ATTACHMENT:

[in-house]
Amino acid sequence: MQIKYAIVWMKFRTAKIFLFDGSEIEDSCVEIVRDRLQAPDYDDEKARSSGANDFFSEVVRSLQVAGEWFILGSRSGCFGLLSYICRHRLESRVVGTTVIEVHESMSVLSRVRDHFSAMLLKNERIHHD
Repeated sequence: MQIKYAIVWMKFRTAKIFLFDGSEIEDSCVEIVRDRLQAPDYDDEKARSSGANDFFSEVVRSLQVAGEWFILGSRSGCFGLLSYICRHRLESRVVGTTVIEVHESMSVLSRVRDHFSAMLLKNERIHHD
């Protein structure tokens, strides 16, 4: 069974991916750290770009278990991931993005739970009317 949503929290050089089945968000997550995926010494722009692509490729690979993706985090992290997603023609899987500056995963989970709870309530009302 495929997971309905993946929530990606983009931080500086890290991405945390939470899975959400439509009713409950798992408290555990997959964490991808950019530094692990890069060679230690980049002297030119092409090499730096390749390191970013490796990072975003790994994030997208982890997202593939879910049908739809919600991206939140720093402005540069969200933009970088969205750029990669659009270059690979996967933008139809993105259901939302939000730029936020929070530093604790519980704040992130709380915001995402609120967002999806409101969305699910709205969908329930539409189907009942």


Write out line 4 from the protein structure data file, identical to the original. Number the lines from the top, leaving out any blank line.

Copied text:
């Protein structure tokens, strides 16, 4: 069974991916750290770009278990991931993005739970009317 949503929290050089089945968000997550995926010494722009692509490729690979993706985090992290997603023609899987500056995963989970709870309530009302 495929997971309905993946929530990606983009931080500086890290991405945390939470899975959400439509009713409950798992408290555990997959964490991808950019530094692990890069060679230690980049002297030119092409090499730096390749390191970013490796990072975003790994994030997208982890997202593939879910049908739809919600991206939140720093402005540069969200933009970088969205750029990669659009270059690979996967933008139809993105259901939302939000730029936020929070530093604790519980704040992130709380915001995402609120967002999806409101969305699910709205969908329930539409189907009942």